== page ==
Fun in the Sun
Lollapalooza attracts 60,000 fans, Bonnaroo boasts an attendance of 80,000 people, and the New Orleans Jazz and Heritage Festival brings in 200,000 music lovers. Sounds like a lot of people, but all of these crowds combined doesn’t compare to Milwauk ee’s Summerfest.
Celebrating its 40th anniversary, Summerfest draws anywhere from 850,000 to more than one million fans every year. With 12 stages and 700 performances by more than 550 bands over the course of 11 days, it’s the world’s largest music festival, and it’s right on the shores of Lake Michigan. This year’s dates are June 28 to July 8.
“This is like a dozen music festivals strung together,”
says Brian Miller, a Milwaukee fan who shuts down his architectural firm to take his employees to the festival. “When you start talking about all those different stages and huge attendance figures, it’s like the national debt—numbers you can’t relate to. When someone tells me that their city has a music festival, I ask them, ‘How many people live in your town?’ If they say 200,000, then I tell them, ‘We can fit your entire town inside our festival.’”
The number of people attending the festival is not the only thing that garners attention; the diversity of the acts is also newsworthy.
Everything from jazz and country to hip-hop and hard rock—even accordions—make an appearance on at least one of the Summerfest stages. “When you look at our history, the best talents on the planet have performed here over the years,” says Howard Schnoll, president of the Summerfest board and volunteer for 40 years.
The Jackson 5 and Judy Collins performed in 1971. The Go-Go’s and Huey Lewis and the News headlined in 1984. Public Enemy rapped, and Milli Vanilli lip-synched on stage in 1990. And the Indigo Girls and Keith Urban rocked in 2002. Take any given year in Summerfest’s history, and it’s a veritable “who’s who” of pop, country and jazz of the time. It’s always a mix of who’s hot, who’s emerging and who was hot back when you were in high school (no matter what year you graduated). This year’s lineup includes The Fray, OK Go, Roger Waters, Bon Jovi, Ben Folds and John Mayer.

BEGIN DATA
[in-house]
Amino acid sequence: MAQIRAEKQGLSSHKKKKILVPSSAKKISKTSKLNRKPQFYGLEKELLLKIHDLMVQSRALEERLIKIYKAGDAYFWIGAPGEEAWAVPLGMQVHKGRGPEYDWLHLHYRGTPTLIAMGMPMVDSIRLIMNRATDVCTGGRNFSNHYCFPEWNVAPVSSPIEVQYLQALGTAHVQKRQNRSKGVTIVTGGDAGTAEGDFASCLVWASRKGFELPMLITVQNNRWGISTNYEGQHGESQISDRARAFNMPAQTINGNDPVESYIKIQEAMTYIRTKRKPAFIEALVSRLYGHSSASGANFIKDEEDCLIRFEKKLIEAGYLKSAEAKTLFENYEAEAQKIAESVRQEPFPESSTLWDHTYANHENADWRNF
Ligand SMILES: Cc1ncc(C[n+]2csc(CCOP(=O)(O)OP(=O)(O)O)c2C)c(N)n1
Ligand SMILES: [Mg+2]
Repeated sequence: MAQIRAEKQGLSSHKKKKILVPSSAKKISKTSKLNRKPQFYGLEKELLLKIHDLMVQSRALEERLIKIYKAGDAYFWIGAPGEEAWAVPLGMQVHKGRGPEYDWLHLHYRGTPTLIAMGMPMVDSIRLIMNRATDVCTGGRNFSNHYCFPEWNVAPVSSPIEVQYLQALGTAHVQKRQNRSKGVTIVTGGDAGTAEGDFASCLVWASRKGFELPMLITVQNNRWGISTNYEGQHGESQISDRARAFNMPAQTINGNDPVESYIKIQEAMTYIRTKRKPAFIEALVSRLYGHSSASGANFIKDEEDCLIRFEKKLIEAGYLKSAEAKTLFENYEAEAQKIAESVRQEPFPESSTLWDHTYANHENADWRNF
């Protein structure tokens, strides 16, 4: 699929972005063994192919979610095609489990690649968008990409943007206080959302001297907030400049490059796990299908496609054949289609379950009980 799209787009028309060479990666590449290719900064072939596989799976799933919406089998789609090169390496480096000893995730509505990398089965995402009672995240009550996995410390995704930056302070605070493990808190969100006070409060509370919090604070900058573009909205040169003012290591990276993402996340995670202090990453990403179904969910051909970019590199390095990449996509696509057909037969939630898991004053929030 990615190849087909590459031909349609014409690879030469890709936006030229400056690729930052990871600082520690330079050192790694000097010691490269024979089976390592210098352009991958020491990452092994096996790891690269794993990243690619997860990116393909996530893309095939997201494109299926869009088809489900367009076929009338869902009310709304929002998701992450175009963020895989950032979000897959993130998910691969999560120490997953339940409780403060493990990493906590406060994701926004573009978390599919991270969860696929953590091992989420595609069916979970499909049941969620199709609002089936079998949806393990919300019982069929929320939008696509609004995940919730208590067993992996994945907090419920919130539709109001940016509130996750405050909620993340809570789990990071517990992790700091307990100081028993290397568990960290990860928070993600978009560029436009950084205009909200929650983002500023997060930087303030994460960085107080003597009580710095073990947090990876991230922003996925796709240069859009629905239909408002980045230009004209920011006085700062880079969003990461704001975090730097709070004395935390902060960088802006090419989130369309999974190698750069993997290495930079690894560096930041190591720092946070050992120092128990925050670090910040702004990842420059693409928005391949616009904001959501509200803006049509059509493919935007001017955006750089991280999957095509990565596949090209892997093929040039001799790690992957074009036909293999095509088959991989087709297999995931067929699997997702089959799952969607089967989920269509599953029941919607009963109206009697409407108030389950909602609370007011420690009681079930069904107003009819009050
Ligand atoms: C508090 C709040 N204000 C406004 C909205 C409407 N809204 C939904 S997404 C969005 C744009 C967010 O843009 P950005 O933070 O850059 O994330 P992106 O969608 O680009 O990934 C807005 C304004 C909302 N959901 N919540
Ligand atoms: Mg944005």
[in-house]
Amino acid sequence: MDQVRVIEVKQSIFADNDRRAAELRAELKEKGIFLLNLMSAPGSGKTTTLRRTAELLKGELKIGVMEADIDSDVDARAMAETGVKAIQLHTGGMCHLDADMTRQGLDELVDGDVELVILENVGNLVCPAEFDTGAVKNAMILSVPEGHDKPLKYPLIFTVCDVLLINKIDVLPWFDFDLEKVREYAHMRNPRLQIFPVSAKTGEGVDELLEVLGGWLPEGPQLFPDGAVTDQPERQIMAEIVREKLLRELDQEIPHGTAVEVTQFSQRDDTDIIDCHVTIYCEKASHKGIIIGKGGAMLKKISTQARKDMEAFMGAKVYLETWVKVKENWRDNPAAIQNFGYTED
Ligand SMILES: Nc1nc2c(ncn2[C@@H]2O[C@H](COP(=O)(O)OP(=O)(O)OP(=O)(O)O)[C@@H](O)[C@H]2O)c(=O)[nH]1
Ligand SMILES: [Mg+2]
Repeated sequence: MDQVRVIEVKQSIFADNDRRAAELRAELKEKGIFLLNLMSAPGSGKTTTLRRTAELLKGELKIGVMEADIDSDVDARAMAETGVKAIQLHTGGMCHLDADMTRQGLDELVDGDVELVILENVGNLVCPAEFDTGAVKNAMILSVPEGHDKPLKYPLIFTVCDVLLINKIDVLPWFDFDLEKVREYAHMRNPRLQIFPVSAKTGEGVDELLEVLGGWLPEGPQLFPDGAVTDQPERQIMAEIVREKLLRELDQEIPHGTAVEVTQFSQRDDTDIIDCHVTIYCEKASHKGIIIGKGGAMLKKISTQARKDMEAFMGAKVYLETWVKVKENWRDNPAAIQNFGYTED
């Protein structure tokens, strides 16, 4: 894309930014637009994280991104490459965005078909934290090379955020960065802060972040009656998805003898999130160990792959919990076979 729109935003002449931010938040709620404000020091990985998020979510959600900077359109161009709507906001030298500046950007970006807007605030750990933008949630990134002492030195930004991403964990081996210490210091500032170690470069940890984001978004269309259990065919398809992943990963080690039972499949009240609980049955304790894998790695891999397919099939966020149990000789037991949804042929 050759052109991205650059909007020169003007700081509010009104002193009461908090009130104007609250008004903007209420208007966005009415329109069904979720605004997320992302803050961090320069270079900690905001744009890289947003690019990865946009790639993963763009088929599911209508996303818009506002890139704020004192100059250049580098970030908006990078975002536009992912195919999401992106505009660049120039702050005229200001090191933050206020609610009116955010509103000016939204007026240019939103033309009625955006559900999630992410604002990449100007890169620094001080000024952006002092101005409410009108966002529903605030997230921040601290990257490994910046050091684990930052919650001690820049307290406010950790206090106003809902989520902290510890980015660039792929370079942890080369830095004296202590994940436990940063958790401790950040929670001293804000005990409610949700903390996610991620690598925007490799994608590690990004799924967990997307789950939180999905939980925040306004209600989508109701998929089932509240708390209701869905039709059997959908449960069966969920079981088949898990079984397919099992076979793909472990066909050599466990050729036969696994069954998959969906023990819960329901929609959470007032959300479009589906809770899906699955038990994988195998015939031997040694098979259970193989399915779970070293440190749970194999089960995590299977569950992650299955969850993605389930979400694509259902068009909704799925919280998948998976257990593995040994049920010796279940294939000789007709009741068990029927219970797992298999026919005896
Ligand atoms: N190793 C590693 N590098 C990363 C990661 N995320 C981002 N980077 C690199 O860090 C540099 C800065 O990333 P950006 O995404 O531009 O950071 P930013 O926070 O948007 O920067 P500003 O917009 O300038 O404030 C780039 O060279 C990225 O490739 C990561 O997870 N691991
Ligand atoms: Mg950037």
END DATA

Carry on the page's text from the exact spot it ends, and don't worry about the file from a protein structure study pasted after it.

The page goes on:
The eclectic mix that defines Summerfest can be traced back to its roots. In 1968, Milwaukee Mayor Henry Maier went to Munich for Oktoberfest and decided he wanted his town to have an affordable music festival.
The first two years were a bit chaotic, with dozens of concert locations spread throughout the city. In the second year, the festival almost went under because of extreme heat and then a deluge of rain, causing organizers to fall more than $164,000 in debt.
The next year, a group of business leaders rescued the fledgling festival with loans and sponsorships, and the event converged into a single, lakefront location: an abandoned Nike missile site. The stages were barely more than wooden platforms, and there were no tables or seating. “There really wasn’t a backstage to speak of,” says Daryl Stuermer, a Milwaukee musician who plays guitar for Genesis and Phil Collins, and who has performed at Summerfest.
“There were no dressing rooms so we’d have to change in our cars.”
Dressing rooms, along with permanent stages, were added over the years, and slowly, more than $50 million worth of improvements to the grounds were completed. The festival now attracts an average of 875,000 fans. But, its mission remains the same: To bring the best names in music to one place. “It’s really not something you can compare to anything else,” Stuermer says. “The beauty of the festival is that once you get in, you can see bands you never would have seen or even thought about going to see. That’s why it’s such a great venue for both the bands and the fans.”